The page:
The hurly-burly of life seems to push you into movement: move faster, move quicker, move without stopping. Go, go, go! People seem to pass by in a blur, as does the environment. Pause. Take a breath. Breathe in. Then listen.
Listen to the sound of the birds chirping in the trees. Listen to the sound of the leaves rustling in the trees. Listen to the sound of children at play. The sound of laughter as two friends meet. The sound of cheering others in a game. The sound of music as someone masters an instrument. The sounds coming from the kitchen as dinner is prepared. The sound of a loved one telling you of their day.
Listen and become aware of your surroundings. Listen and pull away from the constant blur of modern life.
Listen. You never know what you might hear.
What do you hear when you listen?
© Colline Kook-Chun, 2013
When I think of sound, I think of children’s laughter, birdsong, the hum of machinery, the sound of pounding feet on the pavement. Sound is all around us: it embraces us, it reminds us that we are alive. Even in the quiet of nature, we hear the rustle of trees and the sound of insects as they communicate with one another.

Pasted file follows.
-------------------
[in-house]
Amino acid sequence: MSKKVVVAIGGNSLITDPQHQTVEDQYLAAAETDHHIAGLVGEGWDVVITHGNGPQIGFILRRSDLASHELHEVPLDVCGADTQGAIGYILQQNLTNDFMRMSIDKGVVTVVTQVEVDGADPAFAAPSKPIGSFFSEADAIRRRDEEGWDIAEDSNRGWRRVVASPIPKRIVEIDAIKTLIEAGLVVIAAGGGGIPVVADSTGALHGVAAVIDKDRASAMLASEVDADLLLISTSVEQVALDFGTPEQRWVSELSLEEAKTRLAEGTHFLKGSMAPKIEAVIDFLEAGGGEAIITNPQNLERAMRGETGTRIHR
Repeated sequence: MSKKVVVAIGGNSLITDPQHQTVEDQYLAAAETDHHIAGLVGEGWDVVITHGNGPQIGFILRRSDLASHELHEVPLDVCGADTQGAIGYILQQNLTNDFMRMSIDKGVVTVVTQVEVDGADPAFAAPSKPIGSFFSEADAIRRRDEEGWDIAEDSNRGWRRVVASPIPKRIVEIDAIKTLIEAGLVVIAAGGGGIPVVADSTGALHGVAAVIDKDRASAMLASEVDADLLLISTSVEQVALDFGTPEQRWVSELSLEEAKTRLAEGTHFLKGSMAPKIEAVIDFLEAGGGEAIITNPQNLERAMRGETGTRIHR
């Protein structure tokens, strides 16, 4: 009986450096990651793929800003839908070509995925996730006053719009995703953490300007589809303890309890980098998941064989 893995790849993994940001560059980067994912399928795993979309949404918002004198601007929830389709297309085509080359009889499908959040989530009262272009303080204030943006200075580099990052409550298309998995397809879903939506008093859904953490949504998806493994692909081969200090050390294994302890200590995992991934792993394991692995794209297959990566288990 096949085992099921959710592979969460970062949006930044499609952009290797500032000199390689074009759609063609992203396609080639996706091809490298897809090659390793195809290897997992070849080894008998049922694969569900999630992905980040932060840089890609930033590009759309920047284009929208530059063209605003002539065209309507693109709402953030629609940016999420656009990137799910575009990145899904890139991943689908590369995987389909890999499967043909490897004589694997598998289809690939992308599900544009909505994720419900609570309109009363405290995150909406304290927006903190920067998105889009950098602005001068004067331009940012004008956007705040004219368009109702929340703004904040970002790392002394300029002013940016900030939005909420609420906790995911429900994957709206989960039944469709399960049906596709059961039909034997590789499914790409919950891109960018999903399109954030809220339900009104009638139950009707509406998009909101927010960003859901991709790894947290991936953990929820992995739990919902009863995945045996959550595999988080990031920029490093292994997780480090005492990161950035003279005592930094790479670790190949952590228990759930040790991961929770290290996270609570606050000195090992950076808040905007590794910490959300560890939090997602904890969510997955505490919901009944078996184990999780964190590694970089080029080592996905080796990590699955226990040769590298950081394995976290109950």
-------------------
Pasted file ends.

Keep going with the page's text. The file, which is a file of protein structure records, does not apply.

If I ever thought of sound in space, I imagined that it would be silent. Quiet. Lack of life, to me, meant lack of sound. I was surprised to learn that there is sound in open space. Listen to the sounds recorded by NASA:
Sounds a bit like the music you would hear as background sound for a science-fiction film, doesn’t it? A recording called Symphonies of the Planets from NASA Voyager has been recorded in 5 volumes. The recordings have been created using the instruments on the probes to translate into audible sounds the vibrations that come from different sources. These sources range from radio waves bouncing off the planets, interplanetary magnetic fields, and the planetary magnetosphere. The sounds created are haunting, eerie and unique. Below is a section of the symphony.
What are your thoughts on the sounds in space? Would you buy the recordings to listen to for pleasure?
© Colline Kook-Chun, 2012